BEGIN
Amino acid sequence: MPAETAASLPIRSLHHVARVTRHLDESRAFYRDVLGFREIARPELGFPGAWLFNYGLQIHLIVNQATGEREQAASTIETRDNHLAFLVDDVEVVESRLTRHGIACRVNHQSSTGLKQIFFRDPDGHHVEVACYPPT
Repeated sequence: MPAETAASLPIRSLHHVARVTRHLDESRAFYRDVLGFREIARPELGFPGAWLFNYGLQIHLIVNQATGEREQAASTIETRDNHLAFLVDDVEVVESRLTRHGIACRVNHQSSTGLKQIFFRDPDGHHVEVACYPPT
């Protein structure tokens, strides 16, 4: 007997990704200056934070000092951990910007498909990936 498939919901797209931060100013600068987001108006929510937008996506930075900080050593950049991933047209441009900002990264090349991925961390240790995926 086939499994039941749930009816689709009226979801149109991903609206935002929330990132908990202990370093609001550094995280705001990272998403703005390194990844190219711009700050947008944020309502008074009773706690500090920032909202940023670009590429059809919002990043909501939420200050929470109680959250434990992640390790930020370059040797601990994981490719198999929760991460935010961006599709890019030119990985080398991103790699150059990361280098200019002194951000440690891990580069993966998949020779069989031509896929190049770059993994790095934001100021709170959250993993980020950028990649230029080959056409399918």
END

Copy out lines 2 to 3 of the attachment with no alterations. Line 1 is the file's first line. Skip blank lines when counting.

Repeated sequence: MPAETAASLPIRSLHHVARVTRHLDESRAFYRDVLGFREIARPELGFPGAWLFNYGLQIHLIVNQATGEREQAASTIETRDNHLAFLVDDVEVVESRLTRHGIACRVNHQSSTGLKQIFFRDPDGHHVEVACYPPT
């Protein structure tokens, strides 16, 4: 007997990704200056934070000092951990910007498909990936 498939919901797209931060100013600068987001108006929510937008996506930075900080050593950049991933047209441009900002990264090349991925961390240790995926 086939499994039941749930009816689709009226979801149109991903609206935002929330990132908990202990370093609001550094995280705001990272998403703005390194990844190219711009700050947008944020309502008074009773706690500090920032909202940023670009590429059809919002990043909501939420200050929470109680959250434990992640390790930020370059040797601990994981490719198999929760991460935010961006599709890019030119990985080398991103790699150059990361280098200019002194951000440690891990580069993966998949020779069989031509896929190049770059993994790095934001100021709170959250993993980020950028990649230029080959056409399918």